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Borrelia mayonii IDed as cause of Lyme disease variant.

FROM LANCET INFECTIOUS DISEASES

A new species of Borrelia has been linked to a variant of Lyme disease with symptoms that differ somewhat from typical Lyme borreliosis.

Of 100,545 routine clinical specimens tested at the Mayo Clinic in Rochester, Minn., for Lyme borreliosis between 2003 and 2014, six clinical specimens--all from 2012 or later --yielded an atypical oppAl PCR result, according to a study published in Lancet Infectious Diseases.

In patients with specimens yielding a typical results, medical records were reviewed and additional samples were examined by a research team led by Dr. Bobbi Pritt of Mayo Clinic.

The researchers performed DNA sequencing, microscopy, or culturing of the diagnostic specimens (five blood and one synovial), as well as oppAl PCR testing of Ixodes scapularis ticks (black-legged or "deer" ticks) from regions of suspected patient tick exposure. Among the five blood specimens tested, the median oppAl copy number was 180 times higher than that found in 13 specimens testing positive for B. burgdorferi during the same time period.

Multigene sequencing identified the spirochete as a novel B. burgdorferi genospecies--the same genospecies detected in ticks collected at a probable patient exposure site.

The newly discovered bacteria, provisionally named Borrelia mayonii, caused Lyme disease with symptoms similar to those caused by B. burgdorferi, but with some distinct clinical features. Similar to classic Lyme disease, fever, headache, rash, and neck pain were experienced in the early stages of infection (days after exposure) and arthritis in the later stages (weeks after exposure). But patients infected with B. mayonii also presented with nausea and vomiting, diffuse rashes (as opposed to the typical "bull's-eye" rash), and a higher concentration of bacteria in the blood.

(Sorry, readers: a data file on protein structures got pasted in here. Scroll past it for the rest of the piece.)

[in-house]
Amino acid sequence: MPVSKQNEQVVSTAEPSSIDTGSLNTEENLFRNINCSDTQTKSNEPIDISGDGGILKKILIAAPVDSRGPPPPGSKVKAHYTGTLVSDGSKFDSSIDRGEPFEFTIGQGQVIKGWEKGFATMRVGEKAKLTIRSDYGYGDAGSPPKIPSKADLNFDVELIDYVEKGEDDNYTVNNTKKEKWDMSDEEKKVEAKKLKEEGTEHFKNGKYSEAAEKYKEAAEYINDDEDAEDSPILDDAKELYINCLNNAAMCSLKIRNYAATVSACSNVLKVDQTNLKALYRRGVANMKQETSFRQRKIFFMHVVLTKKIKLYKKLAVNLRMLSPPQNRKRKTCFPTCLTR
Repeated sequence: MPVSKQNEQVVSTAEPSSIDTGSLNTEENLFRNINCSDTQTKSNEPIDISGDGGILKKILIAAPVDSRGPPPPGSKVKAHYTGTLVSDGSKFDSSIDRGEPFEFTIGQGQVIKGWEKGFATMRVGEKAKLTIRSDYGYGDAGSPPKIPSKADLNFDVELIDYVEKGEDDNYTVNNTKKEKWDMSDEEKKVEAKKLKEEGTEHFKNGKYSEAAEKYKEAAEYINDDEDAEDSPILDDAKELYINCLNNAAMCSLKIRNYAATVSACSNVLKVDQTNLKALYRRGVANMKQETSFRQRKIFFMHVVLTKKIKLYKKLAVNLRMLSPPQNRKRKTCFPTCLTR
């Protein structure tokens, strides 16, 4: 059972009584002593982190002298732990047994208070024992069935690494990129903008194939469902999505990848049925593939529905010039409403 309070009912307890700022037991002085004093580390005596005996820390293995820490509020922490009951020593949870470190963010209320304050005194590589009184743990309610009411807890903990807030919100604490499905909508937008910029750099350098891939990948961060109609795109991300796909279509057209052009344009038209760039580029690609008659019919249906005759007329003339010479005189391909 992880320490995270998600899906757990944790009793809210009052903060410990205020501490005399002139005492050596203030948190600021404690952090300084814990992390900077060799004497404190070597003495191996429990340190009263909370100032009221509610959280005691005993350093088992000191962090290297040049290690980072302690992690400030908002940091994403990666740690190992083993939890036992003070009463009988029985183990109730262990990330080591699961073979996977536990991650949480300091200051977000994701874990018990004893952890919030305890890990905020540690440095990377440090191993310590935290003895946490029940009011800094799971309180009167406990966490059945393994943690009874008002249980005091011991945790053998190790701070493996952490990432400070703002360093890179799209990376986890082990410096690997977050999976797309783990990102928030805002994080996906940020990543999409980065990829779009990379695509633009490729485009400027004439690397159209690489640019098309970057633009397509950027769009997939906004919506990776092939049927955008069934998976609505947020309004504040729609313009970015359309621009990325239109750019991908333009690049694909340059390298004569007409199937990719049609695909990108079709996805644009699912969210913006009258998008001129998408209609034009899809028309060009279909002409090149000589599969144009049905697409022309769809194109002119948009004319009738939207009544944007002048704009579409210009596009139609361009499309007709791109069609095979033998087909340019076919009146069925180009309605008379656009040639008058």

"In view of the differing clinical manifestations for patients infected with the novel B. burgdorferi sensu lato genospecies, it is likely that Lyme borreliosis is not being considered --and therefore not diagnosed in some patients with this infection," said Dr. Pritt and her colleagues. They added that the clinical range of illness must be better defined in additional patients to ensure the infection is recognized and distinguished from other tick-borne infections, and oppAl PCR is used for diagnosing infection with B. mayonii.

Read the full study in Lancet Infectious Diseases (doi: 10.1016/S1473-3099[15]00464-8).

BY RICHARD PIZZI

rpizzi@frontlinemedcom.com

On Twitter @richpizzi

CDC/DR. AMANDA LOFTIS, DR. WILLIAM NICHOLSON, DR. WILL REEVES

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Author:Pizzi, Richard
Publication:Family Practice News
Geographic Code:1USA
Date:Mar 1, 2016
Words:393
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